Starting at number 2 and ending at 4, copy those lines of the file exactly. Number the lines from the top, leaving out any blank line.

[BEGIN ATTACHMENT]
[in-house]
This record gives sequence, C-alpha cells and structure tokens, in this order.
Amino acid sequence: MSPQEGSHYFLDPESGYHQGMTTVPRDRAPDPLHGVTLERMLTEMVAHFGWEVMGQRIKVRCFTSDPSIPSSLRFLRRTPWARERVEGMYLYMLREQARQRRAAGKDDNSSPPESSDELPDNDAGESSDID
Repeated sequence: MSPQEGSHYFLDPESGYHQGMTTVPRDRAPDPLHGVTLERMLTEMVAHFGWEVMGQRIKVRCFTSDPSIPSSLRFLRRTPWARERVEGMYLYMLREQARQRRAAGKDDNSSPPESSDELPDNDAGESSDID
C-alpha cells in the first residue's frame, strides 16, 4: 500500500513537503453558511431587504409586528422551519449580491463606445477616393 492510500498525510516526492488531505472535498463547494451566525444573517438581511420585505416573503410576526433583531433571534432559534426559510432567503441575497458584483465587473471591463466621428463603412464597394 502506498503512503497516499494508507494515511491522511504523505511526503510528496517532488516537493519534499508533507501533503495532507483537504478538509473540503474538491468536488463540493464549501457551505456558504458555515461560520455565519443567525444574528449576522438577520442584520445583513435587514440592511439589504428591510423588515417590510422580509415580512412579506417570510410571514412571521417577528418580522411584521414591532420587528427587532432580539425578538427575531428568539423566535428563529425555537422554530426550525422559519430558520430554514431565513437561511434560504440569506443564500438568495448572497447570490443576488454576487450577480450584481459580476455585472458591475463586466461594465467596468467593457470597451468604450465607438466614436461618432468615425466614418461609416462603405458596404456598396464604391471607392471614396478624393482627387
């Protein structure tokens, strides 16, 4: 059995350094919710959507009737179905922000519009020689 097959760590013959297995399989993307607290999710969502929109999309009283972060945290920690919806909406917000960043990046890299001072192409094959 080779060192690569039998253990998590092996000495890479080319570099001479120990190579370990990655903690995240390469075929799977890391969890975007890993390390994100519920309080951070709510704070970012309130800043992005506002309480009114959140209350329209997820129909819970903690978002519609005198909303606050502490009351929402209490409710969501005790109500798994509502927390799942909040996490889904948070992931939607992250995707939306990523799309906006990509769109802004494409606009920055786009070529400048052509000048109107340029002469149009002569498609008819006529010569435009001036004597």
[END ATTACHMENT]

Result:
This record gives sequence, C-alpha cells and structure tokens, in this order.
Amino acid sequence: MSPQEGSHYFLDPESGYHQGMTTVPRDRAPDPLHGVTLERMLTEMVAHFGWEVMGQRIKVRCFTSDPSIPSSLRFLRRTPWARERVEGMYLYMLREQARQRRAAGKDDNSSPPESSDELPDNDAGESSDID
Repeated sequence: MSPQEGSHYFLDPESGYHQGMTTVPRDRAPDPLHGVTLERMLTEMVAHFGWEVMGQRIKVRCFTSDPSIPSSLRFLRRTPWARERVEGMYLYMLREQARQRRAAGKDDNSSPPESSDELPDNDAGESSDID